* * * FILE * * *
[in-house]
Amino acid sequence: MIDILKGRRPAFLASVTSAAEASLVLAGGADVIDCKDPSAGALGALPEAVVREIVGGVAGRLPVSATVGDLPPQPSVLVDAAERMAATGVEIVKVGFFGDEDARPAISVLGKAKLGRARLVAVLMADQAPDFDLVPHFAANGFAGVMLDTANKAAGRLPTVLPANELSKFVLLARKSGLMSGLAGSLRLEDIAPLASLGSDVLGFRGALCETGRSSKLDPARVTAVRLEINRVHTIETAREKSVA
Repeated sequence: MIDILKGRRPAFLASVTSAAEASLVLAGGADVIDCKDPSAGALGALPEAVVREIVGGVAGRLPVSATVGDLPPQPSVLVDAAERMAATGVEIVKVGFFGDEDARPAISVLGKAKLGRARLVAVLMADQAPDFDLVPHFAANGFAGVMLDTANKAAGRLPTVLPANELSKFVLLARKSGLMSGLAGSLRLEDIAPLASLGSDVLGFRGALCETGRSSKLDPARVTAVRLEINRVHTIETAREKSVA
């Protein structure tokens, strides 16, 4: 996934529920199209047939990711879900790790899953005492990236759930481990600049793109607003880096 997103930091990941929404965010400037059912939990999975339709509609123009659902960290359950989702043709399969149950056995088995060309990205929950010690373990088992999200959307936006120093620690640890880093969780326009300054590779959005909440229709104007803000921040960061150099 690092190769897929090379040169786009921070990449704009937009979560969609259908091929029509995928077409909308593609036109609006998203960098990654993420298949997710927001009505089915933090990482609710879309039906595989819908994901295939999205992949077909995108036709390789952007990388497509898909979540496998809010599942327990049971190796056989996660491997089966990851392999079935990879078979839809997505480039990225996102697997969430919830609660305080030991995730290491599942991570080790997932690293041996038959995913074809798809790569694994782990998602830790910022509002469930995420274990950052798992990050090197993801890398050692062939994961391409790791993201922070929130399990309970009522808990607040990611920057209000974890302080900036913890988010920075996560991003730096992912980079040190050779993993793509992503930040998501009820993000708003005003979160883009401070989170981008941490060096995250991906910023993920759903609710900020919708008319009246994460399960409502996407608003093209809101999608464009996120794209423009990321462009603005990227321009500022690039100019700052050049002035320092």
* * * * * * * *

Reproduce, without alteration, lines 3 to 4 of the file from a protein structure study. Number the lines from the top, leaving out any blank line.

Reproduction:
Repeated sequence: MIDILKGRRPAFLASVTSAAEASLVLAGGADVIDCKDPSAGALGALPEAVVREIVGGVAGRLPVSATVGDLPPQPSVLVDAAERMAATGVEIVKVGFFGDEDARPAISVLGKAKLGRARLVAVLMADQAPDFDLVPHFAANGFAGVMLDTANKAAGRLPTVLPANELSKFVLLARKSGLMSGLAGSLRLEDIAPLASLGSDVLGFRGALCETGRSSKLDPARVTAVRLEINRVHTIETAREKSVA
């Protein structure tokens, strides 16, 4: 996934529920199209047939990711879900790790899953005492990236759930481990600049793109607003880096 997103930091990941929404965010400037059912939990999975339709509609123009659902960290359950989702043709399969149950056995088995060309990205929950010690373990088992999200959307936006120093620690640890880093969780326009300054590779959005909440229709104007803000921040960061150099 690092190769897929090379040169786009921070990449704009937009979560969609259908091929029509995928077409909308593609036109609006998203960098990654993420298949997710927001009505089915933090990482609710879309039906595989819908994901295939999205992949077909995108036709390789952007990388497509898909979540496998809010599942327990049971190796056989996660491997089966990851392999079935990879078979839809997505480039990225996102697997969430919830609660305080030991995730290491599942991570080790997932690293041996038959995913074809798809790569694994782990998602830790910022509002469930995420274990950052798992990050090197993801890398050692062939994961391409790791993201922070929130399990309970009522808990607040990611920057209000974890302080900036913890988010920075996560991003730096992912980079040190050779993993793509992503930040998501009820993000708003005003979160883009401070989170981008941490060096995250991906910023993920759903609710900020919708008319009246994460399960409502996407608003093209809101999608464009996120794209423009990321462009603005990227321009500022690039100019700052050049002035320092």